So Much to Hate

Bernard Porter

  • The Long Recessional: The Imperial Life of Rudyard Kipling by David Gilmour
    Murray, 351 pp, £22.50, March 2002, ISBN 0 7195 5539 6

Kipling is an easy man to dislike. He wasn’t much loved in his own time, apparently, even by people – schoolmates, for example, and neighbours in Vermont – with whom he thought he was rubbing along well. In his later years he lost many of the friends he had, except the most right-wing ones and King George V, who found Kipling the only literary figure he could get on with at all. He lost them not only because of his own reactionary views, but also because of the mood they put him in – of dark, unattractive pessimism – and the way he expressed them, often with extraordinary viciousness. In 1893, hearing of the death of an MP, he hoped that if he was an Irish Home Ruler he had gone down with the cholera; on being told in 1907 that the Liberal Prime Minister Campbell-Bannerman had had a heart attack, he reacted ‘with joy’; and he wrote a poem in 1918 hoping the Kaiser would die of throat cancer. He also claimed the Liberal Government had killed King Edward VII. David Gilmour, who does the best he can to defend Kipling against his detractors, insists that some of this was not intended ‘personally’, but it is hard to see how that could be.

In fact Kipling comes over as a deeply unsympathetic character in this superb biography – as in most others – because of the hatreds he nurtured throughout most of his life. Gilmour calls the years 1905-14 his particular ‘decade of hating’, but also acknowledges that he had ‘learned to hate long before then’, and was to carry on hating long afterwards. One of his chief complaints about the English (of which more in a moment) was that they ‘did not know how to hate’. ‘I love him,’ he said of Andrew Bonar Law, almost the only politician he had any time for, ‘because he hates.’ The objects of his hatred were many: Liberals, socialists, Irish Home Rulers, the Irish Free State (the ‘Free State of Evil’), possibly the Irish themselves (‘the Orientals of the West’), colonial nationalism generally, educated Indians, missionaries, Germans (he blamed the foot and mouth outbreak of 1919 on a plot by German POWs), the United States, most politicians, artists, intellectuals, democracy, women’s suffrage and cricket.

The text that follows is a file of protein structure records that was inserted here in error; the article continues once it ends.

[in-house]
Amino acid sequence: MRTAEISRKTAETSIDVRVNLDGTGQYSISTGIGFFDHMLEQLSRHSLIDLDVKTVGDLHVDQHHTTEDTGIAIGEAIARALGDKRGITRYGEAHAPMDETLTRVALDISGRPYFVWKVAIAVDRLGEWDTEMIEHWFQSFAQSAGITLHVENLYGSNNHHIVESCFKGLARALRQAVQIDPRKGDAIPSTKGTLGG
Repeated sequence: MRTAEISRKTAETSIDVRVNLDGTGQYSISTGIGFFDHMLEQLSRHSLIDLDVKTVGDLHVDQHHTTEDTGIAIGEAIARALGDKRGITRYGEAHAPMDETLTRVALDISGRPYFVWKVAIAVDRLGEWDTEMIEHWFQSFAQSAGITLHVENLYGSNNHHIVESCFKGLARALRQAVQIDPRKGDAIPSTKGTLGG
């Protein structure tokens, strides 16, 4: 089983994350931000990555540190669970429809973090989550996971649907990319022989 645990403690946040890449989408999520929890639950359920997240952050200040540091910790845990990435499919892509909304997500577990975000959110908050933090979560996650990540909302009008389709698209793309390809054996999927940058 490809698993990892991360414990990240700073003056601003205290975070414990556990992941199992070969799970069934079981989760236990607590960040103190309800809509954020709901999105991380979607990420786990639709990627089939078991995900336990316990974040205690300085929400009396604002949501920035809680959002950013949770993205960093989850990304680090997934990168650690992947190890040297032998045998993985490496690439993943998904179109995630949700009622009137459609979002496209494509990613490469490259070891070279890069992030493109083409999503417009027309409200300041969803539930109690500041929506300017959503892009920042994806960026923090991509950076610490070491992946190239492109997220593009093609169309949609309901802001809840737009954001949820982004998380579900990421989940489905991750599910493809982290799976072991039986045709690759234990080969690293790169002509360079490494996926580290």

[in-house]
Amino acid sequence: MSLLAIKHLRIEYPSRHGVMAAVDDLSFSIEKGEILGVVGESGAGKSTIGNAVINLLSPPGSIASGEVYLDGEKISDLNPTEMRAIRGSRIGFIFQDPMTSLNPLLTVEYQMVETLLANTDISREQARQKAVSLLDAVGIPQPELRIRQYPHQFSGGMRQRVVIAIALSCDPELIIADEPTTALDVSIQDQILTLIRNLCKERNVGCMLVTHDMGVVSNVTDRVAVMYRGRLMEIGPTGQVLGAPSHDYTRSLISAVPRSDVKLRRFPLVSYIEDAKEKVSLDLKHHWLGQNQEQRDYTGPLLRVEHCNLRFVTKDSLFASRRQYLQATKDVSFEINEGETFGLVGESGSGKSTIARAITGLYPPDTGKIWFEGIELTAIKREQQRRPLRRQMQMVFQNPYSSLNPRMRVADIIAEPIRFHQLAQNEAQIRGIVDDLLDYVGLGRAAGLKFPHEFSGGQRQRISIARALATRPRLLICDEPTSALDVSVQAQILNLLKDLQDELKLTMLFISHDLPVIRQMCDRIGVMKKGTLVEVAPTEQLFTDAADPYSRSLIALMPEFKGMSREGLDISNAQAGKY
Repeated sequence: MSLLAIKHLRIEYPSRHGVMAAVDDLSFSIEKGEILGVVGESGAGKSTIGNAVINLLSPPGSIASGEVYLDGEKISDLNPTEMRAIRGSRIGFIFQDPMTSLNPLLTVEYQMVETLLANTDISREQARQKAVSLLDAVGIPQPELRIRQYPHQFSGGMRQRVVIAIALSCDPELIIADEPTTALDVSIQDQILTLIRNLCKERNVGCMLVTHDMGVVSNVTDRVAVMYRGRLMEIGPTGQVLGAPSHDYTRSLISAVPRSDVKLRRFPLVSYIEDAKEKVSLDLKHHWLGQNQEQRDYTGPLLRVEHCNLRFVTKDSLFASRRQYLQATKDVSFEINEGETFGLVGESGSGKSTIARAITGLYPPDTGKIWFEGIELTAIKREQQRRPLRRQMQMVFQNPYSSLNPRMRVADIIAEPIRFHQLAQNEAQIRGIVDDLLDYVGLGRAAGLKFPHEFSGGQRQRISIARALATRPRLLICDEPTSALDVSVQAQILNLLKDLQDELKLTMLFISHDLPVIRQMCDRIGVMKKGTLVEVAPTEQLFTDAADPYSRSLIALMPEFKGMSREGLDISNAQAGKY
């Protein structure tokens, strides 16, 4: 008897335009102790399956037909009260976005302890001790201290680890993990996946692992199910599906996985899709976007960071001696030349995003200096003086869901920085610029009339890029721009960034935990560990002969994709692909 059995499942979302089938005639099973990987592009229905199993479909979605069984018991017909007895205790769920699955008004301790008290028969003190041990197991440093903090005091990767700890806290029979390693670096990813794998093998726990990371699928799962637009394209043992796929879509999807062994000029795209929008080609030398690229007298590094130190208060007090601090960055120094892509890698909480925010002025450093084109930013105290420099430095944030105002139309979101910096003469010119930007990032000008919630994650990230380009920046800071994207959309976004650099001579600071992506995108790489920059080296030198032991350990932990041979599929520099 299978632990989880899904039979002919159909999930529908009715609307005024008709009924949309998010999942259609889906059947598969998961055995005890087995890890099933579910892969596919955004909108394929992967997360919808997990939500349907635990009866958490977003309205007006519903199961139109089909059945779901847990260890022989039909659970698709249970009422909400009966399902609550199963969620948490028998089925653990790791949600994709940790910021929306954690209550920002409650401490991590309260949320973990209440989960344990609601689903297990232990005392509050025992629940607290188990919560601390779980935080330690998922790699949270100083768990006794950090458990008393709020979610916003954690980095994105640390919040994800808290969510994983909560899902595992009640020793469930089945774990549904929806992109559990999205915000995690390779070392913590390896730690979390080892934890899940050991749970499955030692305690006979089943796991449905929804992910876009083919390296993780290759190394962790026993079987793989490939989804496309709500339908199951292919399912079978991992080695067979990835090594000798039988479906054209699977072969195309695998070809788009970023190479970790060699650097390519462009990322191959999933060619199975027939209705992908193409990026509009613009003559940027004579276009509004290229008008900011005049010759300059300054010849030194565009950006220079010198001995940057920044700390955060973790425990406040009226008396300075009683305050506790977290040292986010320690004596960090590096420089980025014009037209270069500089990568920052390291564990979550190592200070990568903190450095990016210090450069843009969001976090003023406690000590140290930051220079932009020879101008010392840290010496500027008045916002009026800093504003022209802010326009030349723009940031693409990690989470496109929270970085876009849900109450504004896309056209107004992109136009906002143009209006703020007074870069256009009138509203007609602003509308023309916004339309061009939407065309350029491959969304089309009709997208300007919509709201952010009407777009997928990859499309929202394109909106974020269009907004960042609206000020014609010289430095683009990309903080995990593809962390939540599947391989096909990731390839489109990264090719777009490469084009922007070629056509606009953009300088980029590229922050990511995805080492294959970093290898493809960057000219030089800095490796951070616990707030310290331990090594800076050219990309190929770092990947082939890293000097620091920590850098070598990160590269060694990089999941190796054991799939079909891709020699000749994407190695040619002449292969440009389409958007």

There may have been private reasons for this. Like many who hero-worship men of action, he may have felt uncomfortable with his own slight, dark-skinned (suspiciously so, some of his more unpleasant critics thought), goggle-eyed, rather runtish appearance. He was impractical and bad at sports. His father was an artist, which ran right against the utilitarian and philistine prejudices of the circles in which he wished to be accepted in India, where he was born and began his literary career. All his life he affected to despise his own calling – writing – in comparison with what he called ‘real work’, and out of fear of being associated with the ‘feminine’ pursuit of ‘art’, insisted that it was nothing more than a ‘craft’. This was why he was able to get on so well with the famously philistine George V; but the tension must have been unbearable. (Edward Elgar suffered from much the same syndrome.) He went through hell at his first English school – christened the ‘House of Desolation’ in his memoirs – where it has been suggested he acquired his interest in cruelty. He claimed to be happier at his secondary boarding school, Westward Ho! in Devon, but it may have bugged him that it was not a proper public school – no uniforms, cadet corps or ‘beastliness’ (homosexuality) – like Haileybury, where he might have gone had his father been better off. (Later he developed a hatred for the proper public schools, too.)

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[*] Reviewed in the LRB by Stefan Collini (13 December 2001).